(כב) וְנָשָׂא הַשָּׂעִיר עָלָיו אֶת כָּל עֲוֹנֹתָם אֶל אֶרֶץ גְּזֵרָה וְשִׁלַּח אֶת הַשָּׂעִיר בַּמִּדְבָּר:

Inasmuch as the שעיר לעזאזל is a mitzvah we can and should ask what lesson does it contain? What does this mitzvah represent and tech?

We spoke about three ideas in the שעיר לעזאזל, two of them “rational”and one of them “mystical.”

The Rambam wrote that the sending of the goat into the desert represents our process of repentance in which we send off our sinful impulses.  The goat which represents our sins was not sacrificed in the Temple in the fashion that other sin-offerings were sacrificed because the goat symbolizes not just a single sin but the totality of the sins of the entire nation. As a the embodiment of all sin it had to be disposed of far from all human habitation. This dramatic act served to inspire all the people to do complete תשובה.

Rav Shimshon Rephael Hirsch saw something very meaningful in the lottery performed by the כהן גדול. The two goats represented the two paths that each one of us constantly face. Throughout the days of our lives we are constantly choosing between that which is convenient and that which demands sacrifice . One goat ends up carrying away sins to be lost in the desert while the other goat is offered up to Hashem. We all need to decide how we will live our lives, will we spend our time in the pursuit of pleasures which lead to our being lost in this world or will we dedicate our lives to observing the Torah? The importance of this choice is at the heart of the Yom Kippur service.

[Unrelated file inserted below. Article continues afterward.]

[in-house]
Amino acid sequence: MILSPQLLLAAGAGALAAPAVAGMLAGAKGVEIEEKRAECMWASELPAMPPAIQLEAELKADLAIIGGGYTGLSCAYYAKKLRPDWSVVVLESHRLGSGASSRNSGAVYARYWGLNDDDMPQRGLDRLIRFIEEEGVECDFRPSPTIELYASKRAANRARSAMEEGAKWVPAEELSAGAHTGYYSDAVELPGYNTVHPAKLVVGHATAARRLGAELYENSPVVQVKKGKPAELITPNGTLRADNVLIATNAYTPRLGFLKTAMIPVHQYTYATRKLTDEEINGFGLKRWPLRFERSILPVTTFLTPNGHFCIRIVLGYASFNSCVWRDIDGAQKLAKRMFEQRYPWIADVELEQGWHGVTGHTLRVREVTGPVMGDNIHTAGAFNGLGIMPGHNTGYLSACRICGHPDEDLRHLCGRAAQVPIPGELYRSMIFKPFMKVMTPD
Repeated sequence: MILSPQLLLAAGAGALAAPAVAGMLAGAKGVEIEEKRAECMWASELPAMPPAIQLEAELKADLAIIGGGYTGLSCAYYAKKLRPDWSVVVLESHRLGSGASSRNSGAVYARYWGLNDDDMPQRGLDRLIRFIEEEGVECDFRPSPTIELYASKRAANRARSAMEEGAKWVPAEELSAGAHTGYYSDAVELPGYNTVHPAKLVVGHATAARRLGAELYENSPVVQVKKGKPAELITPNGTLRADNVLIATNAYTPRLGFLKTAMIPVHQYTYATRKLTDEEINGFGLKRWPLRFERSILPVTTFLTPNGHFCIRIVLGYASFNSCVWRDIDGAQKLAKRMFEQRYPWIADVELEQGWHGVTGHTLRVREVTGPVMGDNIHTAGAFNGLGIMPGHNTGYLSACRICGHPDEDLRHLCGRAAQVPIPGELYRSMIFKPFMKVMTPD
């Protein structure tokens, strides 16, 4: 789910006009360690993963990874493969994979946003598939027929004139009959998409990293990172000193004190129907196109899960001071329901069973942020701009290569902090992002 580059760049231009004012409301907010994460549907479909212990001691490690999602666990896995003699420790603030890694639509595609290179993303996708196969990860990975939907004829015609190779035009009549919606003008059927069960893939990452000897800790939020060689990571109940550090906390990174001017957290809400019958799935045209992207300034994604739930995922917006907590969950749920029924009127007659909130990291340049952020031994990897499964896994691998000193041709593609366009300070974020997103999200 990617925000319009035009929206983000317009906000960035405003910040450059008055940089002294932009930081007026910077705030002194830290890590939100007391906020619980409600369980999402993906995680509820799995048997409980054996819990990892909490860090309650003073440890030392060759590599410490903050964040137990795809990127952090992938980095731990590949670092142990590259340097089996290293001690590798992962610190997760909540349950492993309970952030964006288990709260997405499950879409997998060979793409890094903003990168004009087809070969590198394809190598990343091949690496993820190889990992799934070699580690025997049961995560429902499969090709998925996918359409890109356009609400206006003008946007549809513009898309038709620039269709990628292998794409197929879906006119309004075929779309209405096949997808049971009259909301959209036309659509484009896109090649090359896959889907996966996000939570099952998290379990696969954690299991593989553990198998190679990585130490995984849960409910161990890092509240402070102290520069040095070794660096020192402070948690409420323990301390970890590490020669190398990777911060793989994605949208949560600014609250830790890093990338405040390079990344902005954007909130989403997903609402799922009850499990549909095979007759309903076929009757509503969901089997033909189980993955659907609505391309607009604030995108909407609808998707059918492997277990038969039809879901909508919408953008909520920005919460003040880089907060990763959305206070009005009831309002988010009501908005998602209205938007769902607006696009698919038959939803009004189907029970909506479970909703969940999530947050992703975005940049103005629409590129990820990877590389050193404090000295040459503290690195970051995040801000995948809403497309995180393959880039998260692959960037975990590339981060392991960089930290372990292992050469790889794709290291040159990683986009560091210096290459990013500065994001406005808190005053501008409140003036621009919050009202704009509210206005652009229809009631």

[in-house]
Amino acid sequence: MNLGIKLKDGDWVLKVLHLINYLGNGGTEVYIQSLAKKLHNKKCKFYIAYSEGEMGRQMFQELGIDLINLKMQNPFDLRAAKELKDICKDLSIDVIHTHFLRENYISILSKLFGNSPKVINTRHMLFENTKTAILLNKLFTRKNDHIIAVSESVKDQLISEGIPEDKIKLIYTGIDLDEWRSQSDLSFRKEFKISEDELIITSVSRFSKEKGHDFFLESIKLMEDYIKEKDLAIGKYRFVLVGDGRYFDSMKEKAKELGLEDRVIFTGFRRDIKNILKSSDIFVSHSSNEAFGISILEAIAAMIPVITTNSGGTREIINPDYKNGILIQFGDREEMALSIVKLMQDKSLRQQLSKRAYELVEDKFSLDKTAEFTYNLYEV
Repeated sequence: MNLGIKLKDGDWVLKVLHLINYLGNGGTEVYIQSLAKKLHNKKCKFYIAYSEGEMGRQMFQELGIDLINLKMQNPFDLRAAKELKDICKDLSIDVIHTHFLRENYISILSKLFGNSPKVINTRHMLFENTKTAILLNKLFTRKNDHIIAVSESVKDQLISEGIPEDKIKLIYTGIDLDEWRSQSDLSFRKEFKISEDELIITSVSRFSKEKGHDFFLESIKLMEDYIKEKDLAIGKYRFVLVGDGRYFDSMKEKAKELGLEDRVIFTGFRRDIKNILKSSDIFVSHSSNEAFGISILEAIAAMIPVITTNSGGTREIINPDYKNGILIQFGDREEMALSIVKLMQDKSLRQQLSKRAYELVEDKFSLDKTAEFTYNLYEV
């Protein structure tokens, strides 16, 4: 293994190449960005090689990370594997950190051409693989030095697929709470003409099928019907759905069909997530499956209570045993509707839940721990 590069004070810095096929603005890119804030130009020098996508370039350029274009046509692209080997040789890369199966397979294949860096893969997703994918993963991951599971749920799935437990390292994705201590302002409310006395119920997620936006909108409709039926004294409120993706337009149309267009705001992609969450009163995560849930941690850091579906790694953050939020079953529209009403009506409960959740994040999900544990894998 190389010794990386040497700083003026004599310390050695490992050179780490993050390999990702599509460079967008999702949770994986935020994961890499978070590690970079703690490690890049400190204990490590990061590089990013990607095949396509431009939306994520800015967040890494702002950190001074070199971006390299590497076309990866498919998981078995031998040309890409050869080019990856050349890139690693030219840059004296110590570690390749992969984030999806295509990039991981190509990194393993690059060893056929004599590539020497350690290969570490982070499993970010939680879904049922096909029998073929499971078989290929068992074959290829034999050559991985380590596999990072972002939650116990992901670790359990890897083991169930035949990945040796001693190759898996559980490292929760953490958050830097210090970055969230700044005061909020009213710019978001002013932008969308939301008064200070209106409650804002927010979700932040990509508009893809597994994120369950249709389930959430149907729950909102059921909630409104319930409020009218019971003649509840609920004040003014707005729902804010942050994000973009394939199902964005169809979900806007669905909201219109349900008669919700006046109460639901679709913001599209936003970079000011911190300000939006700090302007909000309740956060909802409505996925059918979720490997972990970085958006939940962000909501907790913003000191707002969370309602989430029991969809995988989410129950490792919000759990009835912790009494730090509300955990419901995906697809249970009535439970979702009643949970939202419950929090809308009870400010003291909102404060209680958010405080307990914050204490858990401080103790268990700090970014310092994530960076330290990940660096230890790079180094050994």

The מקובלים present us with a different view of the שעיר לעזעאזל. Based on various Midrashim the Ramban who was the first of the מקובלים to present mystical Torah to the public says that the שעיר לעזעאזל is meant to be a gift to the יצר הרע.

This is a striking idea and the Ramban certainly realized it. He explains the idea with a parable. If a person prepares a great feast for a king, the king may tell the person to send some food to one of his servants. Of course, this person will obey the king’s orders and send the food. This gift of food has no meaning to the person who prepared the feast and it also means nothing to the king. The only reason for sending food to the servant is to prevent him from interfering with the feast.

What does this parable mean? Who or what will interfere with our worship of Hashem on Yom Kippur?

There was a great מקובל in Safed during the 16th century by the name of רב משה קורדוברו זצ”ל . Among his many writings is a work on ethics titled תומר דבורה. The תומר דבורה combines mystical ideas with moral lessons on how we should all treat each other.

Rav Moshe Cordovero explained the parable of the Ramban. When a person sins the יצר הרע begins to constantly speak ill of the sinner and demands to see him punished. The sin creates a debt (since the person derived illicit pleasure) and the יצר הרע wishes to collect on this debt by causing the sinner to suffer. Hashem is patient and waits for the person to repent.

When a person repents, he confesses his sin to Hashem and accepts with understanding whatever punishment Hashem deems appropriate. As soon as Hashem rules to punish the sinner the יצר הרע goes to carry out the punishment and so he is satisfied.